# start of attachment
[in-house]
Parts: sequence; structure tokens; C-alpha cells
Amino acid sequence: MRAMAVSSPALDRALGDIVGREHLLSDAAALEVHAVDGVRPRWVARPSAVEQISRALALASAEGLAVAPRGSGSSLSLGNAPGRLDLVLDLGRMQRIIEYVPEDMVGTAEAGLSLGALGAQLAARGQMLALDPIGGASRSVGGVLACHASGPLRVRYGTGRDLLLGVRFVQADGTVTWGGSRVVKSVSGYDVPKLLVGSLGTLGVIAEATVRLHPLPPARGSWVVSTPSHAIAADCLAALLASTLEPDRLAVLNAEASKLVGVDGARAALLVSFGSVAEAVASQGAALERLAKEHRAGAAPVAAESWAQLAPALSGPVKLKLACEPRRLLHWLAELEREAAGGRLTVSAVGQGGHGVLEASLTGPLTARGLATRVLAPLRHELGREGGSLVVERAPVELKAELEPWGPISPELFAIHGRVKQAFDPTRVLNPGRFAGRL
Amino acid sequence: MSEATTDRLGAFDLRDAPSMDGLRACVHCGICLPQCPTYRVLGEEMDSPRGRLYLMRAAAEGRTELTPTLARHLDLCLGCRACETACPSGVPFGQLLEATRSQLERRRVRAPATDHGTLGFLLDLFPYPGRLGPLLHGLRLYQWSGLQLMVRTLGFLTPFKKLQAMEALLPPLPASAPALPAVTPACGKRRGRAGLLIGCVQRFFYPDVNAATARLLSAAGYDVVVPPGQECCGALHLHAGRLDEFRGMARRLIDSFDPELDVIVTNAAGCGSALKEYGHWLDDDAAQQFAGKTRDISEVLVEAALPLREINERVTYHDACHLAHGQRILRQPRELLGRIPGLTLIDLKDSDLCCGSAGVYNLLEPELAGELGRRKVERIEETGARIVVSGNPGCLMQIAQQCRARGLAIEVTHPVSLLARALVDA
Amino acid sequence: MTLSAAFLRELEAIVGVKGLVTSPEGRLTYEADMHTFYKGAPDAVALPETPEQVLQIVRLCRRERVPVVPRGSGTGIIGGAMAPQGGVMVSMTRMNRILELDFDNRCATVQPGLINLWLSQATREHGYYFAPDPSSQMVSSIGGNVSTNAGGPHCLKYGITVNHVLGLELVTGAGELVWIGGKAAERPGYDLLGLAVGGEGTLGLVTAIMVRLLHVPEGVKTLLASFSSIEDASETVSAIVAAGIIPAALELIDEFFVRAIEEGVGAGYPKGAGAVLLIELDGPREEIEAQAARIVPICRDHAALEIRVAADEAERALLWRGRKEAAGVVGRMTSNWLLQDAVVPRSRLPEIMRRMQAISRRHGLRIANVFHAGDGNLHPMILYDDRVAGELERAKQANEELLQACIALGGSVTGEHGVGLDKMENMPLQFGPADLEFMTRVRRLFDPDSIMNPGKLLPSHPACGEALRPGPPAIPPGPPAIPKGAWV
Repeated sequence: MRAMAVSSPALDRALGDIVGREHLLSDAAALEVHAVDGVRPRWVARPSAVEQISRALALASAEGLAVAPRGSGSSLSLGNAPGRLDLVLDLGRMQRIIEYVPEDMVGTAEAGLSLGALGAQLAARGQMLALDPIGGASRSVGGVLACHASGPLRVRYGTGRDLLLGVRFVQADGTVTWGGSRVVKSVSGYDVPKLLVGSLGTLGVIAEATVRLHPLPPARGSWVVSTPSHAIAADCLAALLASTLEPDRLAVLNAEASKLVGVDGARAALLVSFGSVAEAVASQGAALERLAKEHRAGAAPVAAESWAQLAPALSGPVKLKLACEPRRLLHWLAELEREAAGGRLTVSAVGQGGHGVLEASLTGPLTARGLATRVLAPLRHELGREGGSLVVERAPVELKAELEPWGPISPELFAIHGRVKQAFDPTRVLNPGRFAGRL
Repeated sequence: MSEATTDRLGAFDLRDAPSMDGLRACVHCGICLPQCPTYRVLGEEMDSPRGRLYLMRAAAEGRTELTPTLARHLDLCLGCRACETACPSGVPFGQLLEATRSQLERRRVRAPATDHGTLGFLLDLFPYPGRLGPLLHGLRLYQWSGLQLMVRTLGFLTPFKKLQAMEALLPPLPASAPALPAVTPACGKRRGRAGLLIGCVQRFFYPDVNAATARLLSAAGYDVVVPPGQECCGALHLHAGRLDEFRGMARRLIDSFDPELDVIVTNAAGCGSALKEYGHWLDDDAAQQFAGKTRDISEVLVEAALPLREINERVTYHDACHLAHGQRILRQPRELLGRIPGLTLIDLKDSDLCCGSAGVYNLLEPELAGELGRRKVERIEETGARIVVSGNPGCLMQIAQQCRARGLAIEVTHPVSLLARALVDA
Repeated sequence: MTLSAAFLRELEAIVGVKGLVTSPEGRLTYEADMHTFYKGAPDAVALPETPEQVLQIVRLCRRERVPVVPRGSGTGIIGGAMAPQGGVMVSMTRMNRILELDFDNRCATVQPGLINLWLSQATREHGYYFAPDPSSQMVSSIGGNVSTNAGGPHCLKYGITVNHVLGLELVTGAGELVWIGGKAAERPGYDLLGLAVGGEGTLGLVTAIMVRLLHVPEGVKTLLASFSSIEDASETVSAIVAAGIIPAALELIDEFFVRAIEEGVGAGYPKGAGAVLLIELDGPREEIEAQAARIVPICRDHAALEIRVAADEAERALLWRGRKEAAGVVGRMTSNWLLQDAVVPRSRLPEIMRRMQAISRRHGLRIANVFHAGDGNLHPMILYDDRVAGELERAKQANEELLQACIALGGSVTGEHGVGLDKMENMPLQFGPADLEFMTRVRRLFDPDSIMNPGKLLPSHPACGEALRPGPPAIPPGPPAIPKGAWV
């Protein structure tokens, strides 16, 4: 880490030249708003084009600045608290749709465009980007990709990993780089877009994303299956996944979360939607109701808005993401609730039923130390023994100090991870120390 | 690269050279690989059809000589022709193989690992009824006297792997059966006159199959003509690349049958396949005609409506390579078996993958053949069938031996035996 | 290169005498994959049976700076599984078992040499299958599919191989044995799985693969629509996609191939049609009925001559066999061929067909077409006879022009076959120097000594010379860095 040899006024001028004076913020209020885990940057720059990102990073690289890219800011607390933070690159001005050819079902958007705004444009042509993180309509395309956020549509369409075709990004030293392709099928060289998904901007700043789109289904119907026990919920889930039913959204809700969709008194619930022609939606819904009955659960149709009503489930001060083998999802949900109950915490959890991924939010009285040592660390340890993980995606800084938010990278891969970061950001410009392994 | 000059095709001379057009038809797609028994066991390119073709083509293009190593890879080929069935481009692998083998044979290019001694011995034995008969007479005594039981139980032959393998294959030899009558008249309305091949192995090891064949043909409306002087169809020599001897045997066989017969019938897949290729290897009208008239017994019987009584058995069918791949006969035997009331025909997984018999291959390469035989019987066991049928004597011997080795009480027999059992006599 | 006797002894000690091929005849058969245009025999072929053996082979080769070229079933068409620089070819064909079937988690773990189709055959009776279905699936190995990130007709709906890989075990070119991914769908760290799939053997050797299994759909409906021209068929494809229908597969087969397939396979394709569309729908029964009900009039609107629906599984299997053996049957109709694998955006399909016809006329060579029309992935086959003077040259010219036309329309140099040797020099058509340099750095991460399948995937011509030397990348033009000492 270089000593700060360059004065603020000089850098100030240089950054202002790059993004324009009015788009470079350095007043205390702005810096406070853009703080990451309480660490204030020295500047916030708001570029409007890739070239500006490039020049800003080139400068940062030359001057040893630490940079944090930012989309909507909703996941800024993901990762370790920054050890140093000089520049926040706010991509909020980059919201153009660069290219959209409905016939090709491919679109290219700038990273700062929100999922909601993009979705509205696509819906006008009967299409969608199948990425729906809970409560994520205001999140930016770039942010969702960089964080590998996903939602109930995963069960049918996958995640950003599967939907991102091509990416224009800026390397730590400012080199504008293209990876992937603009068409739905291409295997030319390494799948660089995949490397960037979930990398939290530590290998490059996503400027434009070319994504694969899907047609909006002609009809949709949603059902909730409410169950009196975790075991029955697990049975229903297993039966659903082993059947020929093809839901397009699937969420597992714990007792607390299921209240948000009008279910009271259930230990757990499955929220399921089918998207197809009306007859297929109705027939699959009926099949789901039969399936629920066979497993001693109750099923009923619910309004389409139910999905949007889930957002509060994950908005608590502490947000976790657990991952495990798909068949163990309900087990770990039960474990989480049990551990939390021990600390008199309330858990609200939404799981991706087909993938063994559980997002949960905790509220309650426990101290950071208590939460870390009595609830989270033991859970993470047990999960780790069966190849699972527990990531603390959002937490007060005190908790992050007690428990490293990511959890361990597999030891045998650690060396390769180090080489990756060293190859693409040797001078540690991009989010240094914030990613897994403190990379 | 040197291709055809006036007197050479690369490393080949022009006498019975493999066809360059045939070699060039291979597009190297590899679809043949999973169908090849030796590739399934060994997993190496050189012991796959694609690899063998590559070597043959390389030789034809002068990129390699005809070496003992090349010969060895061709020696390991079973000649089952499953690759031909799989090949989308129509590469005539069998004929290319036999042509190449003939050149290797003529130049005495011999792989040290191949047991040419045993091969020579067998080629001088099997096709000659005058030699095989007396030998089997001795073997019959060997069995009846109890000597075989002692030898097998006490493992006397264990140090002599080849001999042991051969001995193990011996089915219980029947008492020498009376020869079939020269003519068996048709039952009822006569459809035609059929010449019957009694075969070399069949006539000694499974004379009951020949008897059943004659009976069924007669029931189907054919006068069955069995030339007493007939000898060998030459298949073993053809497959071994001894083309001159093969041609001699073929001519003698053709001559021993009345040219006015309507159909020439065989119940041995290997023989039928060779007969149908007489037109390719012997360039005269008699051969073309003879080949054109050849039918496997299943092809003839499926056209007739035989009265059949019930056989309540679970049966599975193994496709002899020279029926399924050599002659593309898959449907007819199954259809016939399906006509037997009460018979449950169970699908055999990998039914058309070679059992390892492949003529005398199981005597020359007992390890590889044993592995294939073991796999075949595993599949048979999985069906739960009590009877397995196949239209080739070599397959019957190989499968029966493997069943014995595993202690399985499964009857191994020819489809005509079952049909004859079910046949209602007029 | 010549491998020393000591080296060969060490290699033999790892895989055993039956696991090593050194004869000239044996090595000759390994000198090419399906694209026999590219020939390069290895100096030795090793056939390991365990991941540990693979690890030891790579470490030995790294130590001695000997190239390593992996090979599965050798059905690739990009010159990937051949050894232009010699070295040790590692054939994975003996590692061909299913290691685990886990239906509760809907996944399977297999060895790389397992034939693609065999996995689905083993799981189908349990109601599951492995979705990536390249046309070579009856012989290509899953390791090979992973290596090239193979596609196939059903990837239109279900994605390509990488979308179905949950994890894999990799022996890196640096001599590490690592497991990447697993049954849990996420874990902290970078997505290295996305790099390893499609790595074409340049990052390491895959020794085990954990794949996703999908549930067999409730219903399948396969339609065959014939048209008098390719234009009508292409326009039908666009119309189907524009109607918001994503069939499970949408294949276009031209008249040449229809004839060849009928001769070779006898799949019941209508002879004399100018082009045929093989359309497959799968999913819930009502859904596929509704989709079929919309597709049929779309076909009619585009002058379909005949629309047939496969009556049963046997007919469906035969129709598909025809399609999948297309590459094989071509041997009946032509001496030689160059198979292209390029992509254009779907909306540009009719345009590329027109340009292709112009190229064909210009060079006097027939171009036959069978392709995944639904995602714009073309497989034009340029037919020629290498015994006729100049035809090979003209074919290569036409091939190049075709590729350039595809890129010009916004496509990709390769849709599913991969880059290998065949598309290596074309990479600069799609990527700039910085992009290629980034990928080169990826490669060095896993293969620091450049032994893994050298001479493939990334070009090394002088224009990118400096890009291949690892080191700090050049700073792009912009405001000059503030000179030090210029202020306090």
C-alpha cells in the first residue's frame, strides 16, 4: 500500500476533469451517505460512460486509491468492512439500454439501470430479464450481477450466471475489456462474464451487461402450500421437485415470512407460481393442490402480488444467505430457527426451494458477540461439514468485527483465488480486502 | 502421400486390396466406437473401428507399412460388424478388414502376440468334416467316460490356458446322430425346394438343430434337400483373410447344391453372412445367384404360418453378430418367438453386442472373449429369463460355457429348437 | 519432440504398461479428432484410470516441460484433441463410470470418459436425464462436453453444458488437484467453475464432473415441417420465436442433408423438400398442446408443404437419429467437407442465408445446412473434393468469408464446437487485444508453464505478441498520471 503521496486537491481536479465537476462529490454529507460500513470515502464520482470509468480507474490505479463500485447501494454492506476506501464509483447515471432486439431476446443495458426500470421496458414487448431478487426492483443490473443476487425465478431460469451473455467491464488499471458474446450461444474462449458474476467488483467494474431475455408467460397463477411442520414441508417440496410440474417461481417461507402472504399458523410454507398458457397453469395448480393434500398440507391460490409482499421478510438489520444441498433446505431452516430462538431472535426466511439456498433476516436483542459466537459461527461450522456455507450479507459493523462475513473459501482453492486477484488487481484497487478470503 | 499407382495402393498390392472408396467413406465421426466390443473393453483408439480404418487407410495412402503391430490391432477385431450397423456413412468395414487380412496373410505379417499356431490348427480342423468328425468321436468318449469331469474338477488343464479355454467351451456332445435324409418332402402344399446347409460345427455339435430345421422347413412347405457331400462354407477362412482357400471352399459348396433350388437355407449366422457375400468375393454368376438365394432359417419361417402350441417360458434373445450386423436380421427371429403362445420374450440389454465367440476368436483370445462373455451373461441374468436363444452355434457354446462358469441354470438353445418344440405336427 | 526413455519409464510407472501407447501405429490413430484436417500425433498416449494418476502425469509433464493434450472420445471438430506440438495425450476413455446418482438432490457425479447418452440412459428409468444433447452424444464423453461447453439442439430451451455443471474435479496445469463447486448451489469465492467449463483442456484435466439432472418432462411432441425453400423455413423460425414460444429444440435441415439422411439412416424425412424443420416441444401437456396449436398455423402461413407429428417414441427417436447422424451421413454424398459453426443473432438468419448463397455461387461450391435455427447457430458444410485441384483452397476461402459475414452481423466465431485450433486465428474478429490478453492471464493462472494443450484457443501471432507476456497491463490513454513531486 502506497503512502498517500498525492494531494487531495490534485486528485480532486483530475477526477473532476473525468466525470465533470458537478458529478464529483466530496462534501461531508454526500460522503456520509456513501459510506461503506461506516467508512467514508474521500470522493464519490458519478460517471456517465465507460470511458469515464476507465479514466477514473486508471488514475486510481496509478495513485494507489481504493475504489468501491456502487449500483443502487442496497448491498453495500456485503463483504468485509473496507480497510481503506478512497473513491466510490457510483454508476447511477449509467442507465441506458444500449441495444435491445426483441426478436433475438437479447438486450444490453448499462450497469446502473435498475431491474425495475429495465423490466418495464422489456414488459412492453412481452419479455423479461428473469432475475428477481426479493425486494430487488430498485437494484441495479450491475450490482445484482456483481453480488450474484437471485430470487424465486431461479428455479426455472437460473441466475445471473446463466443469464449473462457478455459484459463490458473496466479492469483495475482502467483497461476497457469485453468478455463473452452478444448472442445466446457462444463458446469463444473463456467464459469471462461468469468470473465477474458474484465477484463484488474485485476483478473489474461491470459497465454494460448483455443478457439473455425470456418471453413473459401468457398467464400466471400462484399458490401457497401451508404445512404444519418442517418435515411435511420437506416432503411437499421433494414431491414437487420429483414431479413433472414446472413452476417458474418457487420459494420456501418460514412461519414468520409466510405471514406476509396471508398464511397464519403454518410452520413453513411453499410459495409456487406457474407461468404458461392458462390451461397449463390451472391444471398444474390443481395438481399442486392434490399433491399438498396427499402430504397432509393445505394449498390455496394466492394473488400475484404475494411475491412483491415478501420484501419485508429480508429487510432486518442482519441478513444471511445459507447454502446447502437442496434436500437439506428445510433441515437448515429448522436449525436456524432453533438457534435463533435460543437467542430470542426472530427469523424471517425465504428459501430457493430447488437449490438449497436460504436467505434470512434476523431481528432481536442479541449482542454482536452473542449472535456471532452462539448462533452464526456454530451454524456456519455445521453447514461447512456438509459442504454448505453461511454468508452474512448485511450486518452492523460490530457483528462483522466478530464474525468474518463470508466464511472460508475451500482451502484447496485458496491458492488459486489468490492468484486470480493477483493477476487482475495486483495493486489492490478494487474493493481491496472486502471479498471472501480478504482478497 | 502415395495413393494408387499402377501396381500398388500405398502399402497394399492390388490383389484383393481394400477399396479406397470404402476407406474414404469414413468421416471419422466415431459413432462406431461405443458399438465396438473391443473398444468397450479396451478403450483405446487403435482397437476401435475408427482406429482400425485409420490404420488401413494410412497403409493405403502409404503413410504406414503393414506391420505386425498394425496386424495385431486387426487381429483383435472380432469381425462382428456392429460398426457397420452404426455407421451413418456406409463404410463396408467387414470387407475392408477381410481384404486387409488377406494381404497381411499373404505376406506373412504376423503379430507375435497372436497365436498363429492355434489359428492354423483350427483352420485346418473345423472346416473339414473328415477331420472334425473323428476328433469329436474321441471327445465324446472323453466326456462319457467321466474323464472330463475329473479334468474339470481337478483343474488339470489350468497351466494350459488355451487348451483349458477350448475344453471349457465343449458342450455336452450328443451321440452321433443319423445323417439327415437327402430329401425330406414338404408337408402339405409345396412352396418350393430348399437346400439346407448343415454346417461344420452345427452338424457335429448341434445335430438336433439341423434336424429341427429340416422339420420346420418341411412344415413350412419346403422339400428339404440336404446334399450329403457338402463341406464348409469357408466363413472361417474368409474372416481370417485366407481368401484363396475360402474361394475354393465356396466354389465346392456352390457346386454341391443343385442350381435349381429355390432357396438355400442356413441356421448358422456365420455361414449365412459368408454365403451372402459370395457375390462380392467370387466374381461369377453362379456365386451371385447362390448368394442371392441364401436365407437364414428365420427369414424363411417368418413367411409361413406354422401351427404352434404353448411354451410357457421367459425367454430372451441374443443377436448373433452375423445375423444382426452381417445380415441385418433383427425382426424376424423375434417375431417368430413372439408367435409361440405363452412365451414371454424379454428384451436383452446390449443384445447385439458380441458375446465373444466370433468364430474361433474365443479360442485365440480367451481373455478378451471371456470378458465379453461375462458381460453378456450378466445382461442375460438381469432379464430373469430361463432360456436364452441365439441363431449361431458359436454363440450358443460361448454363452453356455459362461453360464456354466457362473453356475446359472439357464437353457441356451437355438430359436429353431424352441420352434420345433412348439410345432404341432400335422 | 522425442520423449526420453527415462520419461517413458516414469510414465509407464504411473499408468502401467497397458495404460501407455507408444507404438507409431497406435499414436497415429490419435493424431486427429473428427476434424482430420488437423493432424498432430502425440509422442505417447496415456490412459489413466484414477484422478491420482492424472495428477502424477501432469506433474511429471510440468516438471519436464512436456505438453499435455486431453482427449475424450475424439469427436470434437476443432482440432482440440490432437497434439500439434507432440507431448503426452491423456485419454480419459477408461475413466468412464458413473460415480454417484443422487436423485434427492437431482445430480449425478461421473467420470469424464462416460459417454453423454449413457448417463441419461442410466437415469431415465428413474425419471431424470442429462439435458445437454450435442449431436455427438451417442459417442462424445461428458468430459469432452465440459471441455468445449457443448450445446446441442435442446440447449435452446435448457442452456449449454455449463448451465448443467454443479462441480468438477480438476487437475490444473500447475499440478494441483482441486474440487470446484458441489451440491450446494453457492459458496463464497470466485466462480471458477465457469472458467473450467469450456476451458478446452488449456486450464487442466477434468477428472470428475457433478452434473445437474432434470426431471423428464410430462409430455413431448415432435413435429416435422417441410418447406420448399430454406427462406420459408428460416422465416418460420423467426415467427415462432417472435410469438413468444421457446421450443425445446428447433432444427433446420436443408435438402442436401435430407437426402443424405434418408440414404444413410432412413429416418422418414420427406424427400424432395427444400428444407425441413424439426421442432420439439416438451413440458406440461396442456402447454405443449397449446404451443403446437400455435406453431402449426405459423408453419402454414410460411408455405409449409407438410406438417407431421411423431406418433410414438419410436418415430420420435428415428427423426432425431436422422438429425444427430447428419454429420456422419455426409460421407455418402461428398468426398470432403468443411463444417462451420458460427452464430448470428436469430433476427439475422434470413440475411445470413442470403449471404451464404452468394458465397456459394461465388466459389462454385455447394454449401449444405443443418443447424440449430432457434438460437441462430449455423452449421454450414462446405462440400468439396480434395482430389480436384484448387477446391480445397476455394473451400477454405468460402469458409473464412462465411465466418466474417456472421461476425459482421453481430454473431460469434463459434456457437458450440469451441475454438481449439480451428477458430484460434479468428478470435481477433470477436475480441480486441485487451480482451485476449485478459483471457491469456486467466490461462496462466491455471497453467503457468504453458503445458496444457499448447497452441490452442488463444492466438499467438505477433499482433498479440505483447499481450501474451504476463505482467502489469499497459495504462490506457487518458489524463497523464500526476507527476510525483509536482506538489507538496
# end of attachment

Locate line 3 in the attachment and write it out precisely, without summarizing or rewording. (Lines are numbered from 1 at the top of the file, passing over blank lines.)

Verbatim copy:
Amino acid sequence: MRAMAVSSPALDRALGDIVGREHLLSDAAALEVHAVDGVRPRWVARPSAVEQISRALALASAEGLAVAPRGSGSSLSLGNAPGRLDLVLDLGRMQRIIEYVPEDMVGTAEAGLSLGALGAQLAARGQMLALDPIGGASRSVGGVLACHASGPLRVRYGTGRDLLLGVRFVQADGTVTWGGSRVVKSVSGYDVPKLLVGSLGTLGVIAEATVRLHPLPPARGSWVVSTPSHAIAADCLAALLASTLEPDRLAVLNAEASKLVGVDGARAALLVSFGSVAEAVASQGAALERLAKEHRAGAAPVAAESWAQLAPALSGPVKLKLACEPRRLLHWLAELEREAAGGRLTVSAVGQGGHGVLEASLTGPLTARGLATRVLAPLRHELGREGGSLVVERAPVELKAELEPWGPISPELFAIHGRVKQAFDPTRVLNPGRFAGRL